ToolOrbit.com has solved a mystery regarding which of the cordless Impact drivers in the market is best suitable of usage, The initial culling resulted in the latest & greatest models from five manufacturers. Keep in mind that when newer models are introduced, much of this information could change. Here are the five models:
1. Milwaukee: 5 years tool, 5 years batteries (2 year free replacement, 3 more years pro-rated).
2. DeWalt: 3-years tool/charger/batteries, 1-year tool service contract; 90-day money-back.
3. Hitachi: 10 years tool, 2 years batteries
4. Bosch: 1 year tool replacement, 2 more years tool repair, 2 years on the batteries
5. Makita: 3-year tool and 1-year on batteries and charger.
1. Bosch: 1500 inch pounds (125 foot pounds)
2. Makita: 1420 inch pounds (118 foot pounds)
3. Milwaukee: 1400 inch pounds (117 foot pounds)
4. Hitachi, DeWalt: 1330 inch pounds (111 foot pounds)
Tool length (for fitting into small places):
1. Makita: 5 1/2″
2. Milwaukee, DeWalt, Bosch: 5 3/4″
3. Hitachi: 6 3/8″
1. Milwaukee, Bosch, Makita: Yes
2. Hitachi, DeWalt: No
Number of speeds/torque settings.
1. Makita: 3 (0-1,300; 0-2,000; 0-2,600 RPM)
2. Hitachi: 2 (0-2,000 RPM & 0-2,600 RPM)
3. DeWalt: 1 (0-2,400 RPM)
4. Milwaukee: 1 (0-2200 RPM)
5. Bosch: 1 (0-2800)
1. Makita: stays on 10 seconds after tool is off; has switch to use it as a mini-flashlight
2. Bosch, Milwaukee, DeWalt: yes, runs off tool battery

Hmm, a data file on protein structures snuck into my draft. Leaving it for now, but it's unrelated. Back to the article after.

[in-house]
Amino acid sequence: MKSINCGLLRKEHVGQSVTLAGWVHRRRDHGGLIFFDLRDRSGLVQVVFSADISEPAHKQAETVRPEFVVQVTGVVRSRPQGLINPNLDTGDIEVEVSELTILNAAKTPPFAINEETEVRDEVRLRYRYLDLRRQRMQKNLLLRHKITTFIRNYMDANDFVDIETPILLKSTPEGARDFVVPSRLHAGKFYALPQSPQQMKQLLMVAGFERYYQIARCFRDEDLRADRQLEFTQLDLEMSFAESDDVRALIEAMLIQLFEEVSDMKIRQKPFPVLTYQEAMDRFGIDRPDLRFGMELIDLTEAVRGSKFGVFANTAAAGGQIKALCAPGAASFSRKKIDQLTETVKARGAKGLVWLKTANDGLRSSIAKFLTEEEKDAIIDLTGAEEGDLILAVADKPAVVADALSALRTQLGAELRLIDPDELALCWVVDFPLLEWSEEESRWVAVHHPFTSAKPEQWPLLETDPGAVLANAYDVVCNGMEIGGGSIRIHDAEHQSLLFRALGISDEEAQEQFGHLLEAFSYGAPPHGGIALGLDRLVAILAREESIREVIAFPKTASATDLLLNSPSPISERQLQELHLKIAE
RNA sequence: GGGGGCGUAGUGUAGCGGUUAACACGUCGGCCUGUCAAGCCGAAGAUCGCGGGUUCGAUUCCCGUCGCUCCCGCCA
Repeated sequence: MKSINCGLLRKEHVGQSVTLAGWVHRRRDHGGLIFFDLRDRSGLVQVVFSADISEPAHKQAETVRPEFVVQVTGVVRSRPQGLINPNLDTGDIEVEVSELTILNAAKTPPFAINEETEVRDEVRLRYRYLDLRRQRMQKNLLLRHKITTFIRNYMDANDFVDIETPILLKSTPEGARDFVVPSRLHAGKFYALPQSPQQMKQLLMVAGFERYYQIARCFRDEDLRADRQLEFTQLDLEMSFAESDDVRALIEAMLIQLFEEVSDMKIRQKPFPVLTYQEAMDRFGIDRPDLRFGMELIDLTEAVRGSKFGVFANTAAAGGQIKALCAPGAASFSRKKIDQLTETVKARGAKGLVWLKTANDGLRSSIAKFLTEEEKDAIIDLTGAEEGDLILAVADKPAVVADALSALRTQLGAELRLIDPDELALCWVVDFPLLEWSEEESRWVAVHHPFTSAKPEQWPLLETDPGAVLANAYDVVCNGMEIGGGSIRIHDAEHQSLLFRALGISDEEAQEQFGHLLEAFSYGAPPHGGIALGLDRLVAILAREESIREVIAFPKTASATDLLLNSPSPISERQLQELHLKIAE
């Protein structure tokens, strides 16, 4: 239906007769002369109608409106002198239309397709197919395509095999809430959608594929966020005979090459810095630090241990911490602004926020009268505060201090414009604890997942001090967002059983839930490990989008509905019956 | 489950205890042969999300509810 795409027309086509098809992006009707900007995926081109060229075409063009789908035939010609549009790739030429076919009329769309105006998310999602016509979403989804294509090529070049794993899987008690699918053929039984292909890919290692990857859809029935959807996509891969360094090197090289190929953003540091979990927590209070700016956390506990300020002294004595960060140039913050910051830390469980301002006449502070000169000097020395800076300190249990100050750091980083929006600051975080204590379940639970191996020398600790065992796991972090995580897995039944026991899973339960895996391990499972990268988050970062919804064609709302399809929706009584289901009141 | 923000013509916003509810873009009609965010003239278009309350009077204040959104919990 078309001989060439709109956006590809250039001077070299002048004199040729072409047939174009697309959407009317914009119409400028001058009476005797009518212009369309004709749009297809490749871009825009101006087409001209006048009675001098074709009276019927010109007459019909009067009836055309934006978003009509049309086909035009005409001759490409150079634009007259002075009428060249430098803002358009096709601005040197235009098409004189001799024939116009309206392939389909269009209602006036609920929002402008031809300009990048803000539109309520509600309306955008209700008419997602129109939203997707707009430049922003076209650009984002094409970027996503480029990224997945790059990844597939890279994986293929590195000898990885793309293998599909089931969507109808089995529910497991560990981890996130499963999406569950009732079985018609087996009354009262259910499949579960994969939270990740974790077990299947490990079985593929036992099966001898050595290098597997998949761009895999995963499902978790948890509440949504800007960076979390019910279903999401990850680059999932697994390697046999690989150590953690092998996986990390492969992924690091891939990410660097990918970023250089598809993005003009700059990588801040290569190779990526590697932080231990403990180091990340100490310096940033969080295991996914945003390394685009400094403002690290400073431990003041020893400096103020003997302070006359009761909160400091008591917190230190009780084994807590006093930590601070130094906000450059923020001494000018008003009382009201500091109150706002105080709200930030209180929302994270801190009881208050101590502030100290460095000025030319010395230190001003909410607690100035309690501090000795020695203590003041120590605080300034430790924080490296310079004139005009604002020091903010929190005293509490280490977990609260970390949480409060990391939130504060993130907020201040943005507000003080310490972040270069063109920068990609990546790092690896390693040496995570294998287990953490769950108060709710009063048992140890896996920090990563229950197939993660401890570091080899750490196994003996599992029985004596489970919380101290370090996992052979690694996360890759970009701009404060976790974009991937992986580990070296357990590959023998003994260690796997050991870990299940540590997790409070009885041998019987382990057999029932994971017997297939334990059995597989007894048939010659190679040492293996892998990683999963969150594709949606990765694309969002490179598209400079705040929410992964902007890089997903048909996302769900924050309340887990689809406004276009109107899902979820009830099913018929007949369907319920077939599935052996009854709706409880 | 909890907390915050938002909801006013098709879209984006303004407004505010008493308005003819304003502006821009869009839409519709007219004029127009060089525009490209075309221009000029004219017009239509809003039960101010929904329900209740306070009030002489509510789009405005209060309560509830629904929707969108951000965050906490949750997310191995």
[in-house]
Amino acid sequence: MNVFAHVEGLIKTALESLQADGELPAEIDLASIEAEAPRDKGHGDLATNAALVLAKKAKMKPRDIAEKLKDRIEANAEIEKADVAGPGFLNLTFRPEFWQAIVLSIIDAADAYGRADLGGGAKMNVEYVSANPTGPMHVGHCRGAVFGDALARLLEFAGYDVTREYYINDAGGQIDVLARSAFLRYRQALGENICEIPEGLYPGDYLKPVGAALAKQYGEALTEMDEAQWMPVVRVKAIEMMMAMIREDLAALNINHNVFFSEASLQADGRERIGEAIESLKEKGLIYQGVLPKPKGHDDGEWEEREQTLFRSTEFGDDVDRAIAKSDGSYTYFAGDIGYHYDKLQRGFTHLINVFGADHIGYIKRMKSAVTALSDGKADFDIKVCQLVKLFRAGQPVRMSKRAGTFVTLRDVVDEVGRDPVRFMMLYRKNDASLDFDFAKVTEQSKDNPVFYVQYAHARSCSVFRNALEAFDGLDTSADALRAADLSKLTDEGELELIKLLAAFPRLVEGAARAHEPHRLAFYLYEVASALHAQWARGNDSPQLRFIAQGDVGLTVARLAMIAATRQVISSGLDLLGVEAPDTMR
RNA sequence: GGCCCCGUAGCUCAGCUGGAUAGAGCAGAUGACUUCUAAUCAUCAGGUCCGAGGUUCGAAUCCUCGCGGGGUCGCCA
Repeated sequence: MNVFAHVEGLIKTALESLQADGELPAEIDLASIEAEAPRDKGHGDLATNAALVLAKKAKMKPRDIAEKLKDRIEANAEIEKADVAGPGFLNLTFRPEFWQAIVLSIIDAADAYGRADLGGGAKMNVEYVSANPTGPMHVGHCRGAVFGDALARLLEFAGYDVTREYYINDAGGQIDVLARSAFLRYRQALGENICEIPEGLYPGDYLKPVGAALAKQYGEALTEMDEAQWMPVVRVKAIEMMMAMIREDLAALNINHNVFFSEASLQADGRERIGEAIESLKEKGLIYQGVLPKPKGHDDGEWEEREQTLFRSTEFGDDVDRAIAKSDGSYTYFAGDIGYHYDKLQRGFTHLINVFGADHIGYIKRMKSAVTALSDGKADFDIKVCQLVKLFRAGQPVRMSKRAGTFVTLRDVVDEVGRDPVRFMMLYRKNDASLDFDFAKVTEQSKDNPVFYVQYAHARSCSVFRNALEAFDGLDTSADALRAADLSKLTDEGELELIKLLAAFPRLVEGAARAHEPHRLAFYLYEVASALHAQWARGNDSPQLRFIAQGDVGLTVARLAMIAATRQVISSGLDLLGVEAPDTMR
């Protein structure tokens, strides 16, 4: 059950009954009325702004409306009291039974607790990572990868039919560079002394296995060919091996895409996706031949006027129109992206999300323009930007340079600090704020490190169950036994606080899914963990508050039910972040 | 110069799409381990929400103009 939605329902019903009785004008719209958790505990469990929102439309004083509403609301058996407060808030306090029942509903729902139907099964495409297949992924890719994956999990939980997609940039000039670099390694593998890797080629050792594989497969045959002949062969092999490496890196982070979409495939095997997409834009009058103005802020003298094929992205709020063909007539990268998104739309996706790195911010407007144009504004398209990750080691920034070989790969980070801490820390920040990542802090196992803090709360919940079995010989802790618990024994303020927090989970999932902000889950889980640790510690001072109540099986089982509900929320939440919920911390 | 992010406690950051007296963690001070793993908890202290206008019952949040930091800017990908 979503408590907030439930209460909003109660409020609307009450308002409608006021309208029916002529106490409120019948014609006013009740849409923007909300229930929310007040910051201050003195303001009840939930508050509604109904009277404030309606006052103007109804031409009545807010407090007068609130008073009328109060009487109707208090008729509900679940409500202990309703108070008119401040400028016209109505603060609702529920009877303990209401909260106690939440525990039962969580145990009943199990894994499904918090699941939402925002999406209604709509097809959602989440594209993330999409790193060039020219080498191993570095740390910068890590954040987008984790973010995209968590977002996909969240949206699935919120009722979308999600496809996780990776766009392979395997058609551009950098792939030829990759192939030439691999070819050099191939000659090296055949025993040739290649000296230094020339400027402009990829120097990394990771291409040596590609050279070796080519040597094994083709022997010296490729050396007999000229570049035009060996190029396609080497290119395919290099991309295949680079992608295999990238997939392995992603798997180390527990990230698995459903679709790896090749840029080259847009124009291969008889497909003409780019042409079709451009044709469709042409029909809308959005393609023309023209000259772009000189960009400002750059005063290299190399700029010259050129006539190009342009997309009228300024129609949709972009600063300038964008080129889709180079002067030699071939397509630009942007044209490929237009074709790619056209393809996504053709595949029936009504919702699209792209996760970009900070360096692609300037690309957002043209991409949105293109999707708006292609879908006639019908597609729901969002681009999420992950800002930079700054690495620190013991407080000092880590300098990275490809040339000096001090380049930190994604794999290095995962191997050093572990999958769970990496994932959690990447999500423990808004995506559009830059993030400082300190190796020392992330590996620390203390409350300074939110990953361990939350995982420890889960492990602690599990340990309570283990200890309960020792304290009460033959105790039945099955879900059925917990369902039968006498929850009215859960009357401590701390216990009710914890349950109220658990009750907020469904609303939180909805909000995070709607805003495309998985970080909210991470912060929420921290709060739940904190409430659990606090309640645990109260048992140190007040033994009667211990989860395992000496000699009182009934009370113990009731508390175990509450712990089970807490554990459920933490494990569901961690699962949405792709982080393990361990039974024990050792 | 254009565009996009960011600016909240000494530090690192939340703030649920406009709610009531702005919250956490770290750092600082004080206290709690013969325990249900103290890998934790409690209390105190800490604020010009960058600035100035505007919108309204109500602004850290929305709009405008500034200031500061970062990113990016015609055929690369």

3. Hitachi: yes, in the belt hook, requires 2 AAAA batteries & it must be aimed.
Tool weight with battery:
1. Milwaukee: 3.2 lbs.
2. Makita: 3.3 lbs
3. Hitachi: 3.5 lbs.
4. DeWalt: 3.7 lbs.
5. Bosch: 3.8 lbs.
Battery charge time:
1. DeWalt, Makita, Hitachi, Bosch: 30 minutes
2. Milwaukee: 60 minutes
1. Hitachi: $274.99
2. Milwaukee: $299
3. Bosch: $289.99
4. DeWalt: $329.99
5. Makita: $335.99
All five models deliver [approximately] triple the 450 in./lb. torque of a typical 18v cordless drill/driver, with no counter-torque to your wrist. All models are ambidextrous; i.e., they work the same in either hand. All models feature a 1/4″ hex socket with a snap-chuck to securely hold drill or driver bits. Impact drivers can be quite noisy when “impacting” and all are reversible with variable speed triggers. The four multi-speed models use electronics versus a gear box, which is a good thing. (i.e., drills that change their speed range via a sliding switch connected to the gearbox can strip gears if said switch is moved while the tool is running.)
Depending on which factors are most important to you, your [specification & feature] rating won’t necessarily agree with this conclusion. For instance, having multiple speed/torque choices; 2 speeds are better than 1, and 3 speeds are better than 2, having a short tool so it would fit in tight quarters, being light-weight etc.
No model is the best in every area, be it warranty, charge time, tool length, or whatever. Price had little sway in these rankings, other than designating the Hitachi “best value” because of its lower cost.
To get more information about the products, please visit www.ToolOrbit.com or call us toll free at 1-888-722-8299.